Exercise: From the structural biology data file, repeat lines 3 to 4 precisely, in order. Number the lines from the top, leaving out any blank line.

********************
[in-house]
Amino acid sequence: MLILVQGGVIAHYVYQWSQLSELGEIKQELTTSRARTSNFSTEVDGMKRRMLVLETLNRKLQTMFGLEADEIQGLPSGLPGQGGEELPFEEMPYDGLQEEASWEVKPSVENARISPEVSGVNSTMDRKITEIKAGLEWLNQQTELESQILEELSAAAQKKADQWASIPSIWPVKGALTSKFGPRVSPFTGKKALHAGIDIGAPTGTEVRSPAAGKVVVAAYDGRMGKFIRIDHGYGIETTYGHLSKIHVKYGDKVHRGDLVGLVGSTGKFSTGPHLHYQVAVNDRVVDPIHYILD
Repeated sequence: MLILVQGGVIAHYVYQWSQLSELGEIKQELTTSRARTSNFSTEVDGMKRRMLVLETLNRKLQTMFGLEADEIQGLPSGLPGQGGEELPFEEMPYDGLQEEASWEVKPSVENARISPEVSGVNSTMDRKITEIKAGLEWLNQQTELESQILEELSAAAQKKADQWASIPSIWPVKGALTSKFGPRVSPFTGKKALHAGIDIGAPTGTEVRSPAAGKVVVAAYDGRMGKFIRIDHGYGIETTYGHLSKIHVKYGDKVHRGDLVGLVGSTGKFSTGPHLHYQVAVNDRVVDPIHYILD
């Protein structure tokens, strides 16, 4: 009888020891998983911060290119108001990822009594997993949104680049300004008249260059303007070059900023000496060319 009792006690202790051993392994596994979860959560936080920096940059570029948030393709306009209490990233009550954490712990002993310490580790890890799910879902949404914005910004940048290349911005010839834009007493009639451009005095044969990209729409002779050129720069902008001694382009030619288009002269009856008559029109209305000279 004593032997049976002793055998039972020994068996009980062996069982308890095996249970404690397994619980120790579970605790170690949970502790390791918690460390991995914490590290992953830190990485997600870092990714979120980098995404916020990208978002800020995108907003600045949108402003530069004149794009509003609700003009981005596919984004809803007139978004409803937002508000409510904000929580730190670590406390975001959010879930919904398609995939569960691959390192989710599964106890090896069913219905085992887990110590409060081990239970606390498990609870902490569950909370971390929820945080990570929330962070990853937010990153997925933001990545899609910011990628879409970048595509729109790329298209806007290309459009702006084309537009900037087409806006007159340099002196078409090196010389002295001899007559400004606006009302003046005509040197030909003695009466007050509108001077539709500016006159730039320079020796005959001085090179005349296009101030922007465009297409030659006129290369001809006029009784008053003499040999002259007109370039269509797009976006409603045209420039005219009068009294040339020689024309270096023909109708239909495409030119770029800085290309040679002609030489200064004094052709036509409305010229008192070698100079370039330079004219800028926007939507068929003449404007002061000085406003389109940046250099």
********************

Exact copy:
Repeated sequence: MLILVQGGVIAHYVYQWSQLSELGEIKQELTTSRARTSNFSTEVDGMKRRMLVLETLNRKLQTMFGLEADEIQGLPSGLPGQGGEELPFEEMPYDGLQEEASWEVKPSVENARISPEVSGVNSTMDRKITEIKAGLEWLNQQTELESQILEELSAAAQKKADQWASIPSIWPVKGALTSKFGPRVSPFTGKKALHAGIDIGAPTGTEVRSPAAGKVVVAAYDGRMGKFIRIDHGYGIETTYGHLSKIHVKYGDKVHRGDLVGLVGSTGKFSTGPHLHYQVAVNDRVVDPIHYILD
């Protein structure tokens, strides 16, 4: 009888020891998983911060290119108001990822009594997993949104680049300004008249260059303007070059900023000496060319 009792006690202790051993392994596994979860959560936080920096940059570029948030393709306009209490990233009550954490712990002993310490580790890890799910879902949404914005910004940048290349911005010839834009007493009639451009005095044969990209729409002779050129720069902008001694382009030619288009002269009856008559029109209305000279 004593032997049976002793055998039972020994068996009980062996069982308890095996249970404690397994619980120790579970605790170690949970502790390791918690460390991995914490590290992953830190990485997600870092990714979120980098995404916020990208978002800020995108907003600045949108402003530069004149794009509003609700003009981005596919984004809803007139978004409803937002508000409510904000929580730190670590406390975001959010879930919904398609995939569960691959390192989710599964106890090896069913219905085992887990110590409060081990239970606390498990609870902490569950909370971390929820945080990570929330962070990853937010990153997925933001990545899609910011990628879409970048595509729109790329298209806007290309459009702006084309537009900037087409806006007159340099002196078409090196010389002295001899007559400004606006009302003046005509040197030909003695009466007050509108001077539709500016006159730039320079020796005959001085090179005349296009101030922007465009297409030659006129290369001809006029009784008053003499040999002259007109370039269509797009976006409603045209420039005219009068009294040339020689024309270096023909109708239909495409030119770029800085290309040679002609030489200064004094052709036509409305010229008192070698100079370039330079004219800028926007939507068929003449404007002061000085406003389109940046250099």